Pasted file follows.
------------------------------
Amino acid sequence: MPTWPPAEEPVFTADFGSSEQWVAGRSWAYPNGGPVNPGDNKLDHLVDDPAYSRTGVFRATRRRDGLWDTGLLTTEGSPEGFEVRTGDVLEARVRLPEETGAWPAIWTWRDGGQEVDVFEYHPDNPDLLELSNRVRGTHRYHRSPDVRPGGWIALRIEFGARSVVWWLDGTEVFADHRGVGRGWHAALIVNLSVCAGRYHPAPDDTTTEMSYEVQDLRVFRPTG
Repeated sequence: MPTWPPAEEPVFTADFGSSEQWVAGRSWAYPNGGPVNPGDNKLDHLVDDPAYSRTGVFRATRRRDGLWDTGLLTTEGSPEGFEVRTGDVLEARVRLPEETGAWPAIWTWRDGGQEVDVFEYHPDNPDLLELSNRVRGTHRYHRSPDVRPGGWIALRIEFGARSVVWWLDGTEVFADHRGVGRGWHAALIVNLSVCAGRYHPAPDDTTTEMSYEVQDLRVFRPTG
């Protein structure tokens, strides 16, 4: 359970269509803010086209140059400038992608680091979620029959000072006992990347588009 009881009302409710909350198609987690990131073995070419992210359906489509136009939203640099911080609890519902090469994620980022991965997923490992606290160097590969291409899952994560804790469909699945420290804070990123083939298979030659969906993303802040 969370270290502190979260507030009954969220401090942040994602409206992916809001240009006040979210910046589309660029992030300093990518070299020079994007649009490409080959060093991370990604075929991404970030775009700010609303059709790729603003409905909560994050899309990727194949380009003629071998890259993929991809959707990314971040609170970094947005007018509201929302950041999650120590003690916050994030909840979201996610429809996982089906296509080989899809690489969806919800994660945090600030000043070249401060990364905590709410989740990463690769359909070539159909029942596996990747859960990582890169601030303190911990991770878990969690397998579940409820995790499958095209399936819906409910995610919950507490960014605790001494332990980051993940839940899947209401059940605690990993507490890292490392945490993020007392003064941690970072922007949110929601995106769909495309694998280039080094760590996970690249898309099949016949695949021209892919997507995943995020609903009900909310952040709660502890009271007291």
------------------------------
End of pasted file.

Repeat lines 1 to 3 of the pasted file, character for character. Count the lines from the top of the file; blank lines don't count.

Amino acid sequence: MPTWPPAEEPVFTADFGSSEQWVAGRSWAYPNGGPVNPGDNKLDHLVDDPAYSRTGVFRATRRRDGLWDTGLLTTEGSPEGFEVRTGDVLEARVRLPEETGAWPAIWTWRDGGQEVDVFEYHPDNPDLLELSNRVRGTHRYHRSPDVRPGGWIALRIEFGARSVVWWLDGTEVFADHRGVGRGWHAALIVNLSVCAGRYHPAPDDTTTEMSYEVQDLRVFRPTG
Repeated sequence: MPTWPPAEEPVFTADFGSSEQWVAGRSWAYPNGGPVNPGDNKLDHLVDDPAYSRTGVFRATRRRDGLWDTGLLTTEGSPEGFEVRTGDVLEARVRLPEETGAWPAIWTWRDGGQEVDVFEYHPDNPDLLELSNRVRGTHRYHRSPDVRPGGWIALRIEFGARSVVWWLDGTEVFADHRGVGRGWHAALIVNLSVCAGRYHPAPDDTTTEMSYEVQDLRVFRPTG
């Protein structure tokens, strides 16, 4: 359970269509803010086209140059400038992608680091979620029959000072006992990347588009 009881009302409710909350198609987690990131073995070419992210359906489509136009939203640099911080609890519902090469994620980022991965997923490992606290160097590969291409899952994560804790469909699945420290804070990123083939298979030659969906993303802040 969370270290502190979260507030009954969220401090942040994602409206992916809001240009006040979210910046589309660029992030300093990518070299020079994007649009490409080959060093991370990604075929991404970030775009700010609303059709790729603003409905909560994050899309990727194949380009003629071998890259993929991809959707990314971040609170970094947005007018509201929302950041999650120590003690916050994030909840979201996610429809996982089906296509080989899809690489969806919800994660945090600030000043070249401060990364905590709410989740990463690769359909070539159909029942596996990747859960990582890169601030303190911990991770878990969690397998579940409820995790499958095209399936819906409910995610919950507490960014605790001494332990980051993940839940899947209401059940605690990993507490890292490392945490993020007392003064941690970072922007949110929601995106769909495309694998280039080094760590996970690249898309099949016949695949021209892919997507995943995020609903009900909310952040709660502890009271007291």